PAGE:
State Farm, the biggest auto insurer in the US, is expected to announce that it
will reduce premiums for drivers of the biggest cars, trucks and sport utility
vehicles, The New York Times (NYT) reports.

The newspaper says the decision is based on claims data showing big vehicles
as the safest for passengers.

The NYT says the reductions will take the form of discounts on the medical
portion of coverage and may make a difference in annual premiums of no more
than a $US 50 per year. It says that overall insurance costs will remain more
expensive for drivers of big rather than small vehicles.

By ignoring the threat that bigger cars pose to smaller vehicles with its new
pricing structure -which will replace near-universal discounts for vehicles
equipped with air bags — State Farm has drawn criticism from consumer advocates
who called it unfair to a majority of drivers, the NYT says.

It reported State Farm chief actuary Gary Grant as saying that the company
was concerned about the disproportionate damage that big cars can inflict on
smaller ones. But he noted that claims records show that big cars are involved
in fewer accidents than smaller ones.

The NYT says that the biggest discount of 40% will go to drivers of big, expensive
cars, vans, pickups and sport utilities like the heavy, high-riding Chevrolet
Suburban, a number of Ford and GMC vans, two Ford pickups and some Acuras, BMWs,
Mercedes-Benzes and Jaguars.

However, those driving smaller vehicles such as the Ford Contour, the Chevrolet
Cavalier and many popular Japanese models will receive only 20% discounts on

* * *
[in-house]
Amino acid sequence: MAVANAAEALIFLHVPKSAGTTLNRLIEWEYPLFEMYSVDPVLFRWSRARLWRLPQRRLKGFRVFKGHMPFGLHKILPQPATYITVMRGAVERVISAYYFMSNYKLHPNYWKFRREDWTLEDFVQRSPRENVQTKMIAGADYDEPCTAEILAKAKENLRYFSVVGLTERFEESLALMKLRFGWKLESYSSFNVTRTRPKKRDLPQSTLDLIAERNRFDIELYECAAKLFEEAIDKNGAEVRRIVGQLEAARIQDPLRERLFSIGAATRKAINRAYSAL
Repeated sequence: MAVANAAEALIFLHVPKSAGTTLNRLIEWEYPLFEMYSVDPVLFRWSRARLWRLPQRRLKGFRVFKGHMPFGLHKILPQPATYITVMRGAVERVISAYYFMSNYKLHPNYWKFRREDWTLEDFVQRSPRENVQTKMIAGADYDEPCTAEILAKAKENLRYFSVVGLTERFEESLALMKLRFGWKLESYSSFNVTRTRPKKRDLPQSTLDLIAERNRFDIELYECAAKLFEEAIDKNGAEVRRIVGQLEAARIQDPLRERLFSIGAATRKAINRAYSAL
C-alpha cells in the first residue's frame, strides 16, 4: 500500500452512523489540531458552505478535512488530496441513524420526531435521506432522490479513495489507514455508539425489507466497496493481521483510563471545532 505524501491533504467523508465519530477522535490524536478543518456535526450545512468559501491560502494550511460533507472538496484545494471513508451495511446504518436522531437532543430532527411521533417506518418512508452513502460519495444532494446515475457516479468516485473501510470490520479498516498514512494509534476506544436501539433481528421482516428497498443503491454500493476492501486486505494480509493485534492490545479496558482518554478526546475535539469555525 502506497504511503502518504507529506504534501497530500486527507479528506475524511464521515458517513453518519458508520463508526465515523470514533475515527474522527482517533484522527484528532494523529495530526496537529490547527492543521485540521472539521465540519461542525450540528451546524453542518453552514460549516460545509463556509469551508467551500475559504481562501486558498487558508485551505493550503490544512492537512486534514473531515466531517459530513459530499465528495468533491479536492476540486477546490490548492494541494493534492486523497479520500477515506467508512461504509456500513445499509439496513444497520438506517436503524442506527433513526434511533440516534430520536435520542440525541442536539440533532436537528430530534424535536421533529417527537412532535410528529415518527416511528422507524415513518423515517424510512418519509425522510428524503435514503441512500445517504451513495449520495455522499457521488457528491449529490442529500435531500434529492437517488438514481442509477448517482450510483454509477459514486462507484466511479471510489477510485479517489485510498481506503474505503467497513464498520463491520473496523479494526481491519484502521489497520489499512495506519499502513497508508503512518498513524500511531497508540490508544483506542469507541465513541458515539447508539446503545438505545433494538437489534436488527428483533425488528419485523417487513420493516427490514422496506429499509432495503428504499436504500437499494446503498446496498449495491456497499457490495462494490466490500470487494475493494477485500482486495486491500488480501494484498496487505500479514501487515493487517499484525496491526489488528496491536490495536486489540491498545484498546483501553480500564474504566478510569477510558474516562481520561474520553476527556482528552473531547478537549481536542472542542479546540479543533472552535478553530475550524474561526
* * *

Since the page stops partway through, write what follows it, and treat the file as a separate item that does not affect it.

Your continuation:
the portion of their premium covering personal injuries to occupants, the NYT
says, noting that State Farm has for years given a 30% discount to any dual
airbag-equipped vehicle.

However, not all big vehicles will automatically get the biggest safety discount.
While State Farm does not deal specifically with the issue of SUVs that tend
to roll over, the NYT says, it does give several sport utilities, like the Mitsubishi
Montero [known in other markets as the Pajero or Shogun] and two-door Ford Explorer,
its lowest safety rating.

Initially, the discounts – which the NYT says are likely to be adopted by other
insurers – will be applied to about half the 37 million cars insured by State

The effect, the newspaper calculates, is that the owners of about 6.2 million
cars, or about a third of those to which the new price structure will apply
immediately, will pay 10 percent more for medical coverage; another third will
pay 10 percent less; and, for the final third, there will be no change.